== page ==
Things I Wish I’d Known About Tackling Assignments

Students sitting together in the library

There’s only one word scarier than ‘exams,’ and that word is ‘results.’ Luckily for me, my course only had two exams and they were both fairly non-threatening (even if it absolutely did not feel that way at the time). Most of my grades are decided by assignment results, so having submitted a fair few over the last two years, I think I’ve — mostly — gotten it down. Here’s some tricks and tips I wish I’d started out with:

Taking pages of notes isn’t always the best way to learn:

This may seem obvious, but let me elaborate a little. I take a disgusting amount of notes. A friend of mine who took longhand notes during class once referred to them as ‘Siân-notes’ because it’s become that much of a joke. I’ll tell you a secret though: because this friend spent so much time taking notes she didn’t pay any attention to what was being taught. Some students do better with a Dictaphone, some do better with open discussion, reading, presentations. Work out what’s best for you, what helps you pay attention and helps you actually absorb what’s being taught. Pay attention to feedback, and learn from your mistakes. Get better for next time.


. . . You should make notes as you read, though:

It’s assignment week. Everything’s due at once. You know this one book had a bangin’ quote that’s going to piece your essay together, and you can’t find it. What’re you supposed to do? Ask someone about it, spend time looking for it, google it? I can’t tell you that, but I can tell you that next time you see a quote like that you’re going to slap some highlighter on it or stick a post-it note on the top of the page. Do this for themes you should be looking for, key events, anything you don’t quite understand, anything that — for whatever reason — feels like it might be important later on. Then when you’re writing your assignment, you save yourself time, and half your work (identifying your evidence/case studies/critical theories) has been done for you. By past-you!


Also, get through the books on your reading list before the lecture discussing that book. Don’t be that guy who needs to ask ‘What was the book about?’ when you’re put into a group. No one likes that guy.

Double check everything:

Deadlines, word counts, assignment titles, your emails, Blackboard — I can’t tell you the amount of classmates I’ve had that almost-miss deadlines or forget assignments all together, the ones who think an assignment is 1000 words when it’s 4000. I’ve done it before! It would be a real shame if you worked really hard on something, only to find out it was due the day before you thought it was. Also: check the time they need to be in by. Most of the time, for me, it’s 11:59pm, but sometimes you get a sneaky 4:30pm or 12:00pm and that would be a disaster.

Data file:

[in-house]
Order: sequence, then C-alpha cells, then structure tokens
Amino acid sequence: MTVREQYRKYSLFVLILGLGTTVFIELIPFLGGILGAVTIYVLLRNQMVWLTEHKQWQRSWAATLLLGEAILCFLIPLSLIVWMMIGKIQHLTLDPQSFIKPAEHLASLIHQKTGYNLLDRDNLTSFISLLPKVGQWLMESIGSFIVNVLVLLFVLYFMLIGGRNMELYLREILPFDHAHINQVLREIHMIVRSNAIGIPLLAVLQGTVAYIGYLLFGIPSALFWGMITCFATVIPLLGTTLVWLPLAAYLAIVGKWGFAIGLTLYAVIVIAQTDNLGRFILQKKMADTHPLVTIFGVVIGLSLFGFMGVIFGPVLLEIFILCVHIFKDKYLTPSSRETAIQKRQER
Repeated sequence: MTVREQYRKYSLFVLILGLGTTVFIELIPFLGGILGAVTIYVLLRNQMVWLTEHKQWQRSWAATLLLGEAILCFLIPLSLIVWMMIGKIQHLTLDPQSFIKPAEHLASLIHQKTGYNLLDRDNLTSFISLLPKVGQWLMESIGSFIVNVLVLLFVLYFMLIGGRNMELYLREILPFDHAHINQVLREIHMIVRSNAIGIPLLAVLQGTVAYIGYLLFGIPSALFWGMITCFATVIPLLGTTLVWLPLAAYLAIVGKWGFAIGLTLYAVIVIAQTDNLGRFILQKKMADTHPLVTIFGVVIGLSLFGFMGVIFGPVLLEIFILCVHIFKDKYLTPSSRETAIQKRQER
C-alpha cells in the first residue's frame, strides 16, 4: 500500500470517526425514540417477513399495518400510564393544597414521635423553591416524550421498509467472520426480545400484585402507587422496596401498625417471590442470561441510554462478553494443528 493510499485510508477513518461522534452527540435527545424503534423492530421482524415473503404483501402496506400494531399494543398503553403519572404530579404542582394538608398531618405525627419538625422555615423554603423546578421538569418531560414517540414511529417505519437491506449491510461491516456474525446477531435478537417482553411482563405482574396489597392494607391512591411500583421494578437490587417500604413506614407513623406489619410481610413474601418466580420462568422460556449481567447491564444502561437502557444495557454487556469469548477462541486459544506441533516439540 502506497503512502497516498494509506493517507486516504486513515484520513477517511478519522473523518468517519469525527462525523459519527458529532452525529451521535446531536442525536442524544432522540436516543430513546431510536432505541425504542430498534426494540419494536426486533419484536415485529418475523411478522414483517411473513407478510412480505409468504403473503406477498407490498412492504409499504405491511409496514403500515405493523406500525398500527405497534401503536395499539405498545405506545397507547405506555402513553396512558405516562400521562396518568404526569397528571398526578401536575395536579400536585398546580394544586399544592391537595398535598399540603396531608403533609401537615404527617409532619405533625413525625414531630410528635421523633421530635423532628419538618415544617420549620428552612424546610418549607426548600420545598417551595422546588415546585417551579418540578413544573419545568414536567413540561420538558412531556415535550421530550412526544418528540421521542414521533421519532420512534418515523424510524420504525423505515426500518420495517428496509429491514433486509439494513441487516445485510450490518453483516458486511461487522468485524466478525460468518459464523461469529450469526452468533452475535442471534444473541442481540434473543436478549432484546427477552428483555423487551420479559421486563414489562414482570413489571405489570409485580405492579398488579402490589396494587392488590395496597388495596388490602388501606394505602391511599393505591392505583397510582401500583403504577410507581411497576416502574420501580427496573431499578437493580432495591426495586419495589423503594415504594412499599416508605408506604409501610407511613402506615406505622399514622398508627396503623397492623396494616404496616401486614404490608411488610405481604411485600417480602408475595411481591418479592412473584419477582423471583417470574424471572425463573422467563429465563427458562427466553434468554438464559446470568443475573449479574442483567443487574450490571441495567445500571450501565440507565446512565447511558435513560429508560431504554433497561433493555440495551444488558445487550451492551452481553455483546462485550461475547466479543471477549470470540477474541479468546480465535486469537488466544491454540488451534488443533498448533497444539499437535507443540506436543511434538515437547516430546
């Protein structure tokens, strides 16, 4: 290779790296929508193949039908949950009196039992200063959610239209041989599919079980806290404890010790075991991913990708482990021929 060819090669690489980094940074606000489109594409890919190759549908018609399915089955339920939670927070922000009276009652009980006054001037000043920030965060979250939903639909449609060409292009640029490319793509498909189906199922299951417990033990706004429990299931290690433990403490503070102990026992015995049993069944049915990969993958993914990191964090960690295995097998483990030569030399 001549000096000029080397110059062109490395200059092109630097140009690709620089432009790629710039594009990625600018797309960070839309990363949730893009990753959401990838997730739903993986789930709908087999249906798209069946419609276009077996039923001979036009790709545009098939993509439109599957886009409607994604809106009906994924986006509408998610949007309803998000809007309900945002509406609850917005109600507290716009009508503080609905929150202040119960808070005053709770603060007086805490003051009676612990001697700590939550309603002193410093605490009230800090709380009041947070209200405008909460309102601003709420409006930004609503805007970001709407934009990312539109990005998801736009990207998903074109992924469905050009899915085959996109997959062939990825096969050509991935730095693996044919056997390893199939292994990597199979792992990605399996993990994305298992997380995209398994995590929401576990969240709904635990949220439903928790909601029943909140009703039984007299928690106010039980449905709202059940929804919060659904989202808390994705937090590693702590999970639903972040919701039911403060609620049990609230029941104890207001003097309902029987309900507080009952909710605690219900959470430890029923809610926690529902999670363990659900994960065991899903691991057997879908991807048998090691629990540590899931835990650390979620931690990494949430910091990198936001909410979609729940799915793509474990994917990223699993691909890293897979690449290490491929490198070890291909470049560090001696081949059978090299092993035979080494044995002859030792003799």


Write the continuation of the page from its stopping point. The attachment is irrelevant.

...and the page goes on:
Give yourself time:

Again, obvious, but bear with me. I don’t just mean time to get the assignment done. I mean time away from it when it’s finished, so you can look it over without the deadline-induced snow blindness that happens when you’ve been writing for a while. You get too close to your work, and then you can’t see the mistakes. If there’s a housemate or friend you trust, have them look over it too. Just get your eyes off the screen for a bit. If you’re in the middle of it all and just can’t stand the sight of it anymore, give yourself an hour away. That’s why it’s so important to make sure you’re not doing things right before the deadline: you rob yourself of the chance to take a breath, and come back with better ideas.


There’s a lot of support out there for you, if you need it:

At Staffs there’s a lot of help and guidance available for students, so if you find yourself struggling — emotionally, with your mental well-being, academically — there are plenty of resources there for you. University can be really stressful, but you can’t let it get on top of you. I’ve been to plenty of tutorials were I just sat and stressed out about things, and my lecturers were always happy to be there for me one-on-one. They’re going to know your work better than anyone, and if you’re having a really hard time with an assignment, your lecturers are the first people you should see. Your tuition fees include office hours for your lecturers — take advantage of that.


So yeah. Try and stay on top of things, and don’t punish yourself if you start to feel overwhelmed. You’ve got this!


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About Siân 28 Articles
I'm Siân, I'm 27, and I'm a third year Creative Writing student. I'd like to be a full-time writer when I grow up, but a career in editing or teaching would do in the meantime.

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